I served on the Planning Commission when BAREC development first was proposed and I advocated strongly to resist large footprint development. The City had all the power to decide the future of this property and I believe we could have been more assertive in retaining more green space. I believe the State was short-sighted to seek sale of the property to private development, though the senior housing component brings value. I was most concerned about the clumsy way public trust was approached - including private meetings that were held with some Councilmembers to build consensus outside of public view.

4 (Santa Clara Square)
We still need multi-story mixed use projects. The Santa Clara Square site still should be developed in a reasonable way that enhances multistory ownership housing opportunities and provides quality retail options that increases the City's tax base and El Camino Real's attractiveness. This is the time to encourage neighbors to discuss future options. I favor respectful transit-oriented development that incorporates creative recreational and other green space.

5 (Area for Improvement)
Four items:

1) Academic partnerships that recognize today's young Santa Clarans need outstanding math, science and language training to thrive in the new economy. From the first bell to the last bell is the responsibility of the school district, but from the last bell to the next first bell is the responsibility of the City. As Mayor I will champion homework centers and enhanced mentoring and tutoring efforts so our City's children have great opportunities to succeed. And, the Mayor must be aware of each school's performance so the City can respond to unique neighborhood challenges.

2) Enhanced international relationships that respond to the current demographics of Santa Clara. We have not had any new sister cities in decades and it is time to formalize relationships with communities in China, India, Korea, Mexico and the Philippines. These efforts will show respect and also spur the types of private investment in Santa Clara necessary to create jobs.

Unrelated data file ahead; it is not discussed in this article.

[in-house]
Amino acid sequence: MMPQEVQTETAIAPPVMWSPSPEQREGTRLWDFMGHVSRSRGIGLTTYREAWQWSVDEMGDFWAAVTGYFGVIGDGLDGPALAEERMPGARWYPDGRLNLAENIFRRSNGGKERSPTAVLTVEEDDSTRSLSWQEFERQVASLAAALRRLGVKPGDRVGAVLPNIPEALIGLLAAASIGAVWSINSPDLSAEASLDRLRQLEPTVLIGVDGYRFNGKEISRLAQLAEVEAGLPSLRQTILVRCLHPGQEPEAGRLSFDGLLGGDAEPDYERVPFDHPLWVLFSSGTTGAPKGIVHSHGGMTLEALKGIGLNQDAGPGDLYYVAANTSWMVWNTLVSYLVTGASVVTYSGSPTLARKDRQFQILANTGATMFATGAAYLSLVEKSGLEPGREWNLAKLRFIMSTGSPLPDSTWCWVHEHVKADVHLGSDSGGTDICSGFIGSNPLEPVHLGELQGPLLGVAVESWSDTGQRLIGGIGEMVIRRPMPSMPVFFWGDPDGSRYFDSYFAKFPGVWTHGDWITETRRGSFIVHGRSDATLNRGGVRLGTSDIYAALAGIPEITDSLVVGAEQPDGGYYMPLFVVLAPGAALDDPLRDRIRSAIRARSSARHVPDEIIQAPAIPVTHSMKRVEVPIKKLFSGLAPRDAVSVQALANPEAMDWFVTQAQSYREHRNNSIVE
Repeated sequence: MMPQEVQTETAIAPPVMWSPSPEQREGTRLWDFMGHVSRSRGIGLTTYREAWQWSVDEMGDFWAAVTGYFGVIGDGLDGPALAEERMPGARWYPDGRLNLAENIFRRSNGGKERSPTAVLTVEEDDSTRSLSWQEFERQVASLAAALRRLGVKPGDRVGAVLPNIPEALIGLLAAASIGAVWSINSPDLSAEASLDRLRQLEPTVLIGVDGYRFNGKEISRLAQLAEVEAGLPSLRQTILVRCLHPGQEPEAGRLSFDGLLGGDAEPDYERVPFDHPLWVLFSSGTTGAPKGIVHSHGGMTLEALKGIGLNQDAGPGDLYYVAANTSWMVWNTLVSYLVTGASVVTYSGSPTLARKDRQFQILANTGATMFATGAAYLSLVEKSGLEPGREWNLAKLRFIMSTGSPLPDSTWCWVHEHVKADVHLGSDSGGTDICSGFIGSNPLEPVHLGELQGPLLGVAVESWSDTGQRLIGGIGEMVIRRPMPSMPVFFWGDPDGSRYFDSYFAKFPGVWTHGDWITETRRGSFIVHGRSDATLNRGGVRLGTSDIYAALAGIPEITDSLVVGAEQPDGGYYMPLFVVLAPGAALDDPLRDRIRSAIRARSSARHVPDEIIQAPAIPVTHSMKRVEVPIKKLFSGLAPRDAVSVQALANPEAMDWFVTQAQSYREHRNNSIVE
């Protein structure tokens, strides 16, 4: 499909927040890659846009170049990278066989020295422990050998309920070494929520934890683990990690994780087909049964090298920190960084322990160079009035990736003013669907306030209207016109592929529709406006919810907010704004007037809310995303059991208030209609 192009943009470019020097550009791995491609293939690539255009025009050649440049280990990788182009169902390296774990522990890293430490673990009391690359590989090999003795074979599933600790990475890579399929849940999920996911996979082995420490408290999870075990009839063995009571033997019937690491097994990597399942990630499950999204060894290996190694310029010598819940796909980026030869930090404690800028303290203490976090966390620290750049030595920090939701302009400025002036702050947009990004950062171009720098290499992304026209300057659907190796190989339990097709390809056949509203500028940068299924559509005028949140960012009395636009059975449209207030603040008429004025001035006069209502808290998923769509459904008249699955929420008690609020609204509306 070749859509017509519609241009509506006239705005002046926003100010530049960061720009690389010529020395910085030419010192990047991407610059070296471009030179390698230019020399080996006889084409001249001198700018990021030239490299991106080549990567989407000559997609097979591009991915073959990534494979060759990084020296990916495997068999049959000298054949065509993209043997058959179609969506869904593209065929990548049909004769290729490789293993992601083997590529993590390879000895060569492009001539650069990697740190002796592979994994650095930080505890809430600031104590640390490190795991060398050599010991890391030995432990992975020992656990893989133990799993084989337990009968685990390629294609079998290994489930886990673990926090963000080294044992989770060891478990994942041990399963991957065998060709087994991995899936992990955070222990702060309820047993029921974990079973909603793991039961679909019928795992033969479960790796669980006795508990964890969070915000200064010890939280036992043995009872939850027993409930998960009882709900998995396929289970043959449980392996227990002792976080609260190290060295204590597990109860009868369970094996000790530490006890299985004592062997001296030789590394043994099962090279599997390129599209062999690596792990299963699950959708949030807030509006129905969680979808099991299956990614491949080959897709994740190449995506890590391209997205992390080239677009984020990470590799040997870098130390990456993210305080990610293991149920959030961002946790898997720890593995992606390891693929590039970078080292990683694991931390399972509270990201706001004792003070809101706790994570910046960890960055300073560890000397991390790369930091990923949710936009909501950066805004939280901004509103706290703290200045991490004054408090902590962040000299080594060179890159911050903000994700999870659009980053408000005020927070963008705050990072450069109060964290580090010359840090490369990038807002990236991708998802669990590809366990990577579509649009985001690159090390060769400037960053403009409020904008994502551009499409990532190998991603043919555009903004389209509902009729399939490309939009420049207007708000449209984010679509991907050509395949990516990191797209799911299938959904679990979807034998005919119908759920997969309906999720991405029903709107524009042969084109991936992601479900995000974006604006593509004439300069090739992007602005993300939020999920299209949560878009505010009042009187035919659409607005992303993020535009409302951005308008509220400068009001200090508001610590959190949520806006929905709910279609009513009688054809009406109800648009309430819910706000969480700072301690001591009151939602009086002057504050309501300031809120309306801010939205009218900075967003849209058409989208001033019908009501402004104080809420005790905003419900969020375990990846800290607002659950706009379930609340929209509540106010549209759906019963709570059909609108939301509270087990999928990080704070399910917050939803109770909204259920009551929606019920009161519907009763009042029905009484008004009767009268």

3) The El Camino Real corridor needs serious leadership to upgrade its look to the modern standards Santa Clarans demand. In partnership with landowners, business owners and neighboring residents, we must invigorate retail and create new multistory housing ownership opportunities so young families have the chance to build equity.

4) We must prioritize transparency and trust-building after the passionate stadium campaign. City leadership must make difficult budget and staffing decisions in coming months. As we consider furloughs, cutbacks and project deferrals, we must be fully committed to sharing these processes with all Santa Clara constituents. The decisions are not easy, but we can strengthen a culture of mutual respect and disclosure.

Teresa O'Neill

1 (Stadium)
I feel the 49er stadium project has a lot of merit from the land use perspective and the design is very attractive. But I still have concerns about aspects of the financial model. I voted for the stadium recognizing the positive aspects of the project and believing that the areas of the term sheet that I feel are not sufficiently defined to achieve the financial objectives of the City of Santa Clara can be improved in the final contract. The stadium can be part of an exciting center of Santa Clara, but there is much work to do to develop correctly the entire district, as one of the City's own consultants pointed out.

2 (Fairfield)